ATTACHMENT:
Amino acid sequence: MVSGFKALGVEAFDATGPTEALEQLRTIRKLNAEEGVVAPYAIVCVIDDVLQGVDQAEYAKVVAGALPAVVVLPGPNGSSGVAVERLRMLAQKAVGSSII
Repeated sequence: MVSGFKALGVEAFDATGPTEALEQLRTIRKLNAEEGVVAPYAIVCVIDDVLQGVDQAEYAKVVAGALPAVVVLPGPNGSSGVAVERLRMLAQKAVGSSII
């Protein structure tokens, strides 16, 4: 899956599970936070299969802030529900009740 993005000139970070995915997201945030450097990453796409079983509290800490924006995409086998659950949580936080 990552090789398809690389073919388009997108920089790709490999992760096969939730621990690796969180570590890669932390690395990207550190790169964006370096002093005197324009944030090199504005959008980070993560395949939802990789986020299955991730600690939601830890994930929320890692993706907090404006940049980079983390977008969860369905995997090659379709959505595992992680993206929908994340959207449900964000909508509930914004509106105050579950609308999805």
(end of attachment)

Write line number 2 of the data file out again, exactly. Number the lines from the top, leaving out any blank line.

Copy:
Repeated sequence: MVSGFKALGVEAFDATGPTEALEQLRTIRKLNAEEGVVAPYAIVCVIDDVLQGVDQAEYAKVVAGALPAVVVLPGPNGSSGVAVERLRMLAQKAVGSSII